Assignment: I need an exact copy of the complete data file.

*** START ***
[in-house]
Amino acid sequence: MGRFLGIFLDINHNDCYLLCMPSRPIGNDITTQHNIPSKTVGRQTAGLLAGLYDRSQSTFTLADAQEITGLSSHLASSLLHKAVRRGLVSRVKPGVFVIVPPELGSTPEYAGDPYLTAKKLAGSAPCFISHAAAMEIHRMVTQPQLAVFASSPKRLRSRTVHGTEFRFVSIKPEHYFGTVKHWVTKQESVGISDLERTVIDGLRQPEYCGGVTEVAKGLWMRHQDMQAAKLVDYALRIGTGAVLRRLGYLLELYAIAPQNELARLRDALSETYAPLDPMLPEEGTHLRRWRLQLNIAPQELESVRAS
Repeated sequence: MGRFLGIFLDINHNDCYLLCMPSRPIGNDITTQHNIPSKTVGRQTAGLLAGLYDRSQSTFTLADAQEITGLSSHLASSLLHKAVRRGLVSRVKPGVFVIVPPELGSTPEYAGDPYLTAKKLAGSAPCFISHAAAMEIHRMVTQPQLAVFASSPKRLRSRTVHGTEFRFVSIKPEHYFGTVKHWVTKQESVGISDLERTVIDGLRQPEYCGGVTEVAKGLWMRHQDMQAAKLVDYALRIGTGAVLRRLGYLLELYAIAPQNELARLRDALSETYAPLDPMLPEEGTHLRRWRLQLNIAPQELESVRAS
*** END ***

[in-house]
Amino acid sequence: MGRFLGIFLDINHNDCYLLCMPSRPIGNDITTQHNIPSKTVGRQTAGLLAGLYDRSQSTFTLADAQEITGLSSHLASSLLHKAVRRGLVSRVKPGVFVIVPPELGSTPEYAGDPYLTAKKLAGSAPCFISHAAAMEIHRMVTQPQLAVFASSPKRLRSRTVHGTEFRFVSIKPEHYFGTVKHWVTKQESVGISDLERTVIDGLRQPEYCGGVTEVAKGLWMRHQDMQAAKLVDYALRIGTGAVLRRLGYLLELYAIAPQNELARLRDALSETYAPLDPMLPEEGTHLRRWRLQLNIAPQELESVRAS
Repeated sequence: MGRFLGIFLDINHNDCYLLCMPSRPIGNDITTQHNIPSKTVGRQTAGLLAGLYDRSQSTFTLADAQEITGLSSHLASSLLHKAVRRGLVSRVKPGVFVIVPPELGSTPEYAGDPYLTAKKLAGSAPCFISHAAAMEIHRMVTQPQLAVFASSPKRLRSRTVHGTEFRFVSIKPEHYFGTVKHWVTKQESVGISDLERTVIDGLRQPEYCGGVTEVAKGLWMRHQDMQAAKLVDYALRIGTGAVLRRLGYLLELYAIAPQNELARLRDALSETYAPLDPMLPEEGTHLRRWRLQLNIAPQELESVRAS